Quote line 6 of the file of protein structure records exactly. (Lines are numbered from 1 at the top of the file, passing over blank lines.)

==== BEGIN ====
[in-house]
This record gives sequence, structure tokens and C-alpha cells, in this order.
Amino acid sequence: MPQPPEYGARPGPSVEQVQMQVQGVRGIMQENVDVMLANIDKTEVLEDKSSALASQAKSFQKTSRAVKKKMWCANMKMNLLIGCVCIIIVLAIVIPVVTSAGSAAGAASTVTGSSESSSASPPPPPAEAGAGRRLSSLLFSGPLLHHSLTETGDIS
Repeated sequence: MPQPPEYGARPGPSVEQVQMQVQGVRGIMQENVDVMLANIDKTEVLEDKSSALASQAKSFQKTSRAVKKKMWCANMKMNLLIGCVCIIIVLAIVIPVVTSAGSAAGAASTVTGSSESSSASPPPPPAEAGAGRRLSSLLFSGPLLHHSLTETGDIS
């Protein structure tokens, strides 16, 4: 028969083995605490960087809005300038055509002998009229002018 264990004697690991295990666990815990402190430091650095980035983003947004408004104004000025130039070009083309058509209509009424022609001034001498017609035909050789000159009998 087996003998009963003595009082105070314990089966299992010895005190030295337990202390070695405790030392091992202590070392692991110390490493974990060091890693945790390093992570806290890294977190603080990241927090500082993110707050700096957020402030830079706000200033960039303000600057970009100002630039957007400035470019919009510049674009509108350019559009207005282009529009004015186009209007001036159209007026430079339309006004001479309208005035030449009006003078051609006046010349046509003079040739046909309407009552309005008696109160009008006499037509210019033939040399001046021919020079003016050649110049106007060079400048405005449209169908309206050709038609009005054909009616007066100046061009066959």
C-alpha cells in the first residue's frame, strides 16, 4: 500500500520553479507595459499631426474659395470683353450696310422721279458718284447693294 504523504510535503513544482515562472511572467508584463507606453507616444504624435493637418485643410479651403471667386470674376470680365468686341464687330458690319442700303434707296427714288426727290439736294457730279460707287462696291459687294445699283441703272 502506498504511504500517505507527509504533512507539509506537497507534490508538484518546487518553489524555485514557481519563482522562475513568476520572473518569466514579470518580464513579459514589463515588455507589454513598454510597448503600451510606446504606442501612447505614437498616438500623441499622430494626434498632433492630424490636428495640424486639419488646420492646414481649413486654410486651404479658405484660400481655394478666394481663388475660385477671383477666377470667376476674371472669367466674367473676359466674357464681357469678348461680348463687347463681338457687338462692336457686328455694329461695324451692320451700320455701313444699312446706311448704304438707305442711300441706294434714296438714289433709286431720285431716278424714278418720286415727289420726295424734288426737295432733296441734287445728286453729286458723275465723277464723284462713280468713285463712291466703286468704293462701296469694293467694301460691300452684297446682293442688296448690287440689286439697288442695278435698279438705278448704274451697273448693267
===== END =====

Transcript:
C-alpha cells in the first residue's frame, strides 16, 4: 500500500520553479507595459499631426474659395470683353450696310422721279458718284447693294 504523504510535503513544482515562472511572467508584463507606453507616444504624435493637418485643410479651403471667386470674376470680365468686341464687330458690319442700303434707296427714288426727290439736294457730279460707287462696291459687294445699283441703272 502506498504511504500517505507527509504533512507539509506537497507534490508538484518546487518553489524555485514557481519563482522562475513568476520572473518569466514579470518580464513579459514589463515588455507589454513598454510597448503600451510606446504606442501612447505614437498616438500623441499622430494626434498632433492630424490636428495640424486639419488646420492646414481649413486654410486651404479658405484660400481655394478666394481663388475660385477671383477666377470667376476674371472669367466674367473676359466674357464681357469678348461680348463687347463681338457687338462692336457686328455694329461695324451692320451700320455701313444699312446706311448704304438707305442711300441706294434714296438714289433709286431720285431716278424714278418720286415727289420726295424734288426737295432733296441734287445728286453729286458723275465723277464723284462713280468713285463712291466703286468704293462701296469694293467694301460691300452684297446682293442688296448690287440689286439697288442695278435698279438705278448704274451697273448693267